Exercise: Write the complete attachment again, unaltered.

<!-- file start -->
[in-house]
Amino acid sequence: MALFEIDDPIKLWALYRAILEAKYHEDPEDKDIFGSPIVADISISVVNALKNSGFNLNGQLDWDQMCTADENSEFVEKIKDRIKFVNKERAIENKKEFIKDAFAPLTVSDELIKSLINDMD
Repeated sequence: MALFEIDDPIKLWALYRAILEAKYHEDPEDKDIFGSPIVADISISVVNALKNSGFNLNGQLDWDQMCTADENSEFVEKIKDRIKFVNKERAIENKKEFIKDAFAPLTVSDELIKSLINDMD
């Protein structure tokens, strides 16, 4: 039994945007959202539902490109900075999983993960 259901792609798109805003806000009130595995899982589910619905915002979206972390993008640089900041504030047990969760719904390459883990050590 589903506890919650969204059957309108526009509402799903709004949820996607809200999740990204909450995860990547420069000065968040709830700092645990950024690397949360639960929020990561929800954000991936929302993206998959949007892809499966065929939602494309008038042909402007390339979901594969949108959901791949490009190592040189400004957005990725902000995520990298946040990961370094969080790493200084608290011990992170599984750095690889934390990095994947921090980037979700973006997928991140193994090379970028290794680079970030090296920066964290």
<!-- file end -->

[in-house]
Amino acid sequence: MALFEIDDPIKLWALYRAILEAKYHEDPEDKDIFGSPIVADISISVVNALKNSGFNLNGQLDWDQMCTADENSEFVEKIKDRIKFVNKERAIENKKEFIKDAFAPLTVSDELIKSLINDMD
Repeated sequence: MALFEIDDPIKLWALYRAILEAKYHEDPEDKDIFGSPIVADISISVVNALKNSGFNLNGQLDWDQMCTADENSEFVEKIKDRIKFVNKERAIENKKEFIKDAFAPLTVSDELIKSLINDMD
């Protein structure tokens, strides 16, 4: 039994945007959202539902490109900075999983993960 259901792609798109805003806000009130595995899982589910619905915002979206972390993008640089900041504030047990969760719904390459883990050590 589903506890919650969204059957309108526009509402799903709004949820996607809200999740990204909450995860990547420069000065968040709830700092645990950024690397949360639960929020990561929800954000991936929302993206998959949007892809499966065929939602494309008038042909402007390339979901594969949108959901791949490009190592040189400004957005990725902000995520990298946040990961370094969080790493200084608290011990992170599984750095690889934390990095994947921090980037979700973006997928991140193994090379970028290794680079970030090296920066964290």